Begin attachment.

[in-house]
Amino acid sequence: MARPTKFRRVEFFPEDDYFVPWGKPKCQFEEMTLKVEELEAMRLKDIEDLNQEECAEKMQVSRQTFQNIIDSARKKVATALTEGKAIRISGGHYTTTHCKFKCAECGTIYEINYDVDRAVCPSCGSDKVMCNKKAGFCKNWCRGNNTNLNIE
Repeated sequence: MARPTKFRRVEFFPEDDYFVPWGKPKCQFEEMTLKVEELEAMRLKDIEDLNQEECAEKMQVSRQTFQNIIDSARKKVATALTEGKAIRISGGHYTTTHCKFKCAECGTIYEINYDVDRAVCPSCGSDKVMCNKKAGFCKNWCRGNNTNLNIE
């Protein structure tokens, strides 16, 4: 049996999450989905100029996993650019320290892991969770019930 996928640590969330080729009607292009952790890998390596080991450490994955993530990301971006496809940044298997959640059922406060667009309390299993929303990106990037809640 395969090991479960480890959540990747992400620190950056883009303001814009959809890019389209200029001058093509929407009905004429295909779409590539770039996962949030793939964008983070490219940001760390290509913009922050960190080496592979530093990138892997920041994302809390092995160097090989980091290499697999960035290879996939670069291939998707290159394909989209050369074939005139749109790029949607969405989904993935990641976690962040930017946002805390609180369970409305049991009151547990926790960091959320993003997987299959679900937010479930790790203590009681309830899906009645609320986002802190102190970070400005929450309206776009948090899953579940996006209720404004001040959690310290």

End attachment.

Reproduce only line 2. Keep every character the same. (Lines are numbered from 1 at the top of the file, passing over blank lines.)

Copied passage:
Amino acid sequence: MARPTKFRRVEFFPEDDYFVPWGKPKCQFEEMTLKVEELEAMRLKDIEDLNQEECAEKMQVSRQTFQNIIDSARKKVATALTEGKAIRISGGHYTTTHCKFKCAECGTIYEINYDVDRAVCPSCGSDKVMCNKKAGFCKNWCRGNNTNLNIE